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Sony Pictures data breach update: Hackers threaten film premiere

The New York opening of Sony Pictures' upcoming comedy The Interview was canceled after threats emerged from the attackers responsible for its recent data breach.

Sony Pictures Entertainment canceled the New York opening of its soon-to-be-released comedy The Interview after hackers delivered vague warnings that movie theaters showing the film would be a target.

The hackers behind this new threat also claimed to be responsible for Sony's recent data breach, which forced the company to take thousands of systems offline and resulted in the leak of five unreleased films from the firm's entertainment arm. A spokesperson for Landmark Theatres, a subsidiary of Mark Cuban's 2929 Entertainment Inc., the host company for the film's Thursday opening, confirmed to news agency Reuters that the event has been canceled, but did not elaborate on why.

"We recommend you to keep yourself distant from the places at that time," the hackers wrote, reminding potential attendees of the Sept. 11 terrorist attacks that struck targets within the U.S. "(If your house is nearby, you'd better leave.)"

The premier cancellation comes as movie theater chain Carmike Cinemas also told Reuters that the company would not be screening The Interview at any of its nearly 300 locations across the U.S. Sony executives previously informed theater operators that they would not object to such cancellations.

Sony Pictures hack reveals MPAA tactics

Beyond film cancellations, the Sony breach also revealed information that the Motion Picture Association of America (MPAA) is exploring legal justification for new antipiracy procedures. According to tech news site The Verge, which obtained documents stolen from Sony, the MPAA is seeking to provide Internet service providers with the ability to block connections to IP addresses known to be infringing copyrights by targeting the Domain Name System (DNS).

If users were to type in the DNS name for a well-known host for pirated content such as, for instance, an IPS like Comcast would be responsible for denying the connection. However, users would still be able to connect to such sites by typing in an IP address directly.

David Nathans, a product and solution security officer for Siemens Healthcare who formerly headed the cleanup efforts at TJX after that firm's massive breach, said that Sony was likely in the midst of what he described as a "chaotic buzz" -- hundreds of voices all trying to figure out what has happened and how to effectively close the holes opened by the company's breach. In such situations, Nathans said it's vital that organizations remain calm and open clear lines of communication and that leaders are established to determine the next steps in the cleanup process.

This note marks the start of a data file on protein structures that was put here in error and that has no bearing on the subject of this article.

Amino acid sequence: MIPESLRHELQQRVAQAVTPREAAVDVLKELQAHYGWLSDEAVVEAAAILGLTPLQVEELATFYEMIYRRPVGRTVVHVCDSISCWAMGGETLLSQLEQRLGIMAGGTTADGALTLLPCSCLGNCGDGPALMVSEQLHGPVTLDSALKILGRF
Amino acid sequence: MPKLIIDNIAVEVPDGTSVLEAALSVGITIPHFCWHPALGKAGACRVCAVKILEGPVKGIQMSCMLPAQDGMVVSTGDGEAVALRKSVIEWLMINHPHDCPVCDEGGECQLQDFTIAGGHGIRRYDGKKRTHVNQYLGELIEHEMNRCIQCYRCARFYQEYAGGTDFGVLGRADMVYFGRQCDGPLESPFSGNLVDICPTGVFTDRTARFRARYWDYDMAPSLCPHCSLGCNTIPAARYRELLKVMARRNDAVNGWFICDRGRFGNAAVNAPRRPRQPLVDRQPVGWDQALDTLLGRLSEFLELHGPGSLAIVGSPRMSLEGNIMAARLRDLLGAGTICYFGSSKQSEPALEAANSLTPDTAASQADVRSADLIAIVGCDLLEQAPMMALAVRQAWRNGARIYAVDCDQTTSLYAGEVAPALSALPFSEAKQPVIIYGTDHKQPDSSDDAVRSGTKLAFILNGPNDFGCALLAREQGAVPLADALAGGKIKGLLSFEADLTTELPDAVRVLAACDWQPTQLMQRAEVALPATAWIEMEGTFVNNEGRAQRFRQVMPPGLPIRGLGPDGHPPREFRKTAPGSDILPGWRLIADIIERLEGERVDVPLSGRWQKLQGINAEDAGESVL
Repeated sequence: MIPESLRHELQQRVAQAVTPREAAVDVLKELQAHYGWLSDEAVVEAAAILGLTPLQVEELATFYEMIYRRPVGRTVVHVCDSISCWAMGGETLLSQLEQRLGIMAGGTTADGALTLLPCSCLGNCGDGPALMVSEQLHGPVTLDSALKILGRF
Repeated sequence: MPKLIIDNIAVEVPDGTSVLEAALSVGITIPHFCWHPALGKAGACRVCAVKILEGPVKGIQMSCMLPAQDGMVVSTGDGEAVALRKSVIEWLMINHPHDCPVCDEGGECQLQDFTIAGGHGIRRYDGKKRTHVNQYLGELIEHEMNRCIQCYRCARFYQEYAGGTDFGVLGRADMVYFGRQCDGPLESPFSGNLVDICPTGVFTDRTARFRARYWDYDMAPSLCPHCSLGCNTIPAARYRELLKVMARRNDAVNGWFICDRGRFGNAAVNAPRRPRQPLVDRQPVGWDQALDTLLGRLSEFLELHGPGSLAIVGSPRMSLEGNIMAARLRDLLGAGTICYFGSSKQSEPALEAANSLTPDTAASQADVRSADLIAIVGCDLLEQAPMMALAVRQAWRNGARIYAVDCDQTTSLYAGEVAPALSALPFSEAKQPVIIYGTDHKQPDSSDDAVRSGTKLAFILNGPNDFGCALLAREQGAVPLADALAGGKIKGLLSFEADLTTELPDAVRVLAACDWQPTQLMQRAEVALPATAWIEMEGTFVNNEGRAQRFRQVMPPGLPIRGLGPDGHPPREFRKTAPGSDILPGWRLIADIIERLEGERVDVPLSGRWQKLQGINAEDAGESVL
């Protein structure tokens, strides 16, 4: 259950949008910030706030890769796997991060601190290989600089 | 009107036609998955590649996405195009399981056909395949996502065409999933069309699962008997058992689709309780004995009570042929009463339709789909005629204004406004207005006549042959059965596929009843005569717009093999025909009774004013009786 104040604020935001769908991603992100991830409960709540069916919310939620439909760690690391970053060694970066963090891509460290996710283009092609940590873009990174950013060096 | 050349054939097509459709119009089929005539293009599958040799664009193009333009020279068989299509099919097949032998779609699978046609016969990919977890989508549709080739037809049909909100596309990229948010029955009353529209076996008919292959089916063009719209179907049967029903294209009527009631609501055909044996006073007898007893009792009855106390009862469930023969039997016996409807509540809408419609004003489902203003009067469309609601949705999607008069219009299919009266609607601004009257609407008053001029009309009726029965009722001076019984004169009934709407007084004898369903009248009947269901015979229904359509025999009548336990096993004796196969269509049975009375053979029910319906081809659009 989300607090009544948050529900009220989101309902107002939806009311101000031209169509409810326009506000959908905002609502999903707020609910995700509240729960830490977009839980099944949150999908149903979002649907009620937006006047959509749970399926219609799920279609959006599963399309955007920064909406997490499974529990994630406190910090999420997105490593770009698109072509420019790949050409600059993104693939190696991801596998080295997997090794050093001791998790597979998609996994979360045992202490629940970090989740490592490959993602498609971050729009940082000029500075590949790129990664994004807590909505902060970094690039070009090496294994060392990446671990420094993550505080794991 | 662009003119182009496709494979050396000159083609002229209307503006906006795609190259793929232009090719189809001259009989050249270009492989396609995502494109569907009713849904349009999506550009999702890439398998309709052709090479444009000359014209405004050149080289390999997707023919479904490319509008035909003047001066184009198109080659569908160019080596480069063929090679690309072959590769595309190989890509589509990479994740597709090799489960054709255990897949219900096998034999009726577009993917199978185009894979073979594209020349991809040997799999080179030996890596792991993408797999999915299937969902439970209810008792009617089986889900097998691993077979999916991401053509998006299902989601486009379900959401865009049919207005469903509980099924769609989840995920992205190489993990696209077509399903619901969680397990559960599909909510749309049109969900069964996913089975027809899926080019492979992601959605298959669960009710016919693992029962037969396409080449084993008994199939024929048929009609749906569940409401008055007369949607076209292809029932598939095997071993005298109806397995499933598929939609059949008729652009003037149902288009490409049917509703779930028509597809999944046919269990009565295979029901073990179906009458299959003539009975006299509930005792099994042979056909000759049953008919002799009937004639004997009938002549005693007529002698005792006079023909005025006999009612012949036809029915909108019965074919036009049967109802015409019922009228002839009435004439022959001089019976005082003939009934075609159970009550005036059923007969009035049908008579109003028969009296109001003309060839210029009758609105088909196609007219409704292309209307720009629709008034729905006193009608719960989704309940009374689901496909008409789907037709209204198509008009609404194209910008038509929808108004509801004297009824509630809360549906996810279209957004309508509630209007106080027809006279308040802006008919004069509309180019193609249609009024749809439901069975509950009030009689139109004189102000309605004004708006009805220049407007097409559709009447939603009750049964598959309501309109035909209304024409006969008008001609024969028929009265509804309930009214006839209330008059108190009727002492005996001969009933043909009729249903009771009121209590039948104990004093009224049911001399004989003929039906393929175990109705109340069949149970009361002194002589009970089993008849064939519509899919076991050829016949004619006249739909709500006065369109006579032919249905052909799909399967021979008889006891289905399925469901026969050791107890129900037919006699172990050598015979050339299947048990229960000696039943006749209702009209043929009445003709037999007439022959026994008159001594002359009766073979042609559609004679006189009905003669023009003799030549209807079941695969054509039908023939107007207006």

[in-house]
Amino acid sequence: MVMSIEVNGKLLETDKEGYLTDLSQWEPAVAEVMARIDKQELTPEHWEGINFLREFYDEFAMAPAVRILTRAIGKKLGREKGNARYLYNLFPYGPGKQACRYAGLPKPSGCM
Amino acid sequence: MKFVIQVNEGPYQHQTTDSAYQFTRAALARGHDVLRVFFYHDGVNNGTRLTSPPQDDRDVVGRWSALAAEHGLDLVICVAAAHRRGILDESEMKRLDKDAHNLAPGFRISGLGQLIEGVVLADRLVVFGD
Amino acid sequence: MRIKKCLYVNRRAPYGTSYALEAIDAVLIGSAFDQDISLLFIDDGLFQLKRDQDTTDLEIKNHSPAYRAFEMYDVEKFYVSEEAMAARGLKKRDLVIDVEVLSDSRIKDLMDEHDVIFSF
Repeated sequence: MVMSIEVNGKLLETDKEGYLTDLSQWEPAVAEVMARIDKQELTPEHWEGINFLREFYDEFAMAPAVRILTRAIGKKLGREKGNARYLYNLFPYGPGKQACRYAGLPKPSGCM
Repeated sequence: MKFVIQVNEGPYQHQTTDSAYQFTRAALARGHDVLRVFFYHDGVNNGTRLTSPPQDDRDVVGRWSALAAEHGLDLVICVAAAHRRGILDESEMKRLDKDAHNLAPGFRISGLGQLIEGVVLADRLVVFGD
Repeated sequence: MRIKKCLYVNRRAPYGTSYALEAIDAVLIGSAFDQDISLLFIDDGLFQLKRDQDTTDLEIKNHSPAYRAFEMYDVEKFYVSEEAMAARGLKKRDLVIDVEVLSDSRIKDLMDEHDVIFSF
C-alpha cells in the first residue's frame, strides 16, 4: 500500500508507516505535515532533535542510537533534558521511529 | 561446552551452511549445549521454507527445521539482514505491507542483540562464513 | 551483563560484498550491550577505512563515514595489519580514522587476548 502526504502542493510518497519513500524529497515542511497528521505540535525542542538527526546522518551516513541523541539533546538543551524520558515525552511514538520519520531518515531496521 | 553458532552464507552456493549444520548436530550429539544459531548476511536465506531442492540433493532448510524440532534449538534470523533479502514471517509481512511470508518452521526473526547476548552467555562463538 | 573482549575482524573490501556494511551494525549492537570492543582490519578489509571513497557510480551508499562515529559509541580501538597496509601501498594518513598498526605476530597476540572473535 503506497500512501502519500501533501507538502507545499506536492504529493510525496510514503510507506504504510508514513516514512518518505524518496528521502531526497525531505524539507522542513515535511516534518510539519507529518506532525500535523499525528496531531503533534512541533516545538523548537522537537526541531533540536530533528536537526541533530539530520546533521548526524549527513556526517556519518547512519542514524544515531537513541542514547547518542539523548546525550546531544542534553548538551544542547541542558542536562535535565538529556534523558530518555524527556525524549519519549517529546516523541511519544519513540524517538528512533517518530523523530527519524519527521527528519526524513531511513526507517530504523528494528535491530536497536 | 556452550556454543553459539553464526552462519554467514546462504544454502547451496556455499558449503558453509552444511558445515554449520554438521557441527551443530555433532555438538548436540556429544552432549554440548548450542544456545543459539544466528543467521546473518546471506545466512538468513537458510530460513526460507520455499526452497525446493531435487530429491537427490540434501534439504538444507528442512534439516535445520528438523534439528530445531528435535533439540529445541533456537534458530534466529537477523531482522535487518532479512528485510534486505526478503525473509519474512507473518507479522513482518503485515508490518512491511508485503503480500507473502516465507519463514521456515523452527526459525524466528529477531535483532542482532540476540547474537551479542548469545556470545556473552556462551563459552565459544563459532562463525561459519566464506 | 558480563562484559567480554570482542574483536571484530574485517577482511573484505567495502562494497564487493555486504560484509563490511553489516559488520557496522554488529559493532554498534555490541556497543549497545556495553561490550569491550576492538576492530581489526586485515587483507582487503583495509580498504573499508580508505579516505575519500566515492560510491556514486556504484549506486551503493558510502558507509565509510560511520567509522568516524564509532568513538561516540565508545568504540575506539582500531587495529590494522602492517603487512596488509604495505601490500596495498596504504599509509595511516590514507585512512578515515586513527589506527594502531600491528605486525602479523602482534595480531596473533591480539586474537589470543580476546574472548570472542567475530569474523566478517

Such steps are perhaps more necessary for Sony than other companies that have been subjected to large-scale breaches in recent years, Nathans added, because the Japan-based conglomerate has been struck by attackers several times in the past and seemingly has never taken even rudimentary precautions to protect its sensitive data.

"Hopefully, it won't take them forever [to clean up]," said Nathans. "Obviously, they've had some issues in the past, and those issues were never really dealt with in an efficient and complete manner, which probably helped lead to what is happening now."

Next Steps

Need more info on the Sony data breach? The FBI has warned that wiper malware was responsible for the damage dealt to the company, and executives were found to have received extortion emails just days before the company's data was leaked online.

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This is idiocy. The data is out there. The emails are collected and the info is ready to be released. So why react to the threat when the data is already gone and will probably get out anyhow?
Release the movie, deal with the email fallout, move on. Unless there's so much more - and illegal - in those emails that the hackers got, then why pause now and bow to the threats? I shake my head.
Just following up on my earlier comment. We subsequently found out - not with any degree of certainty, mind you - that this was either an inside job or was a botched attempt by an outside agency. Whatever the case, my original comment stands. It's idiocy. Show the movie. Deal with the issue of lost data (if it really was lost) in another way.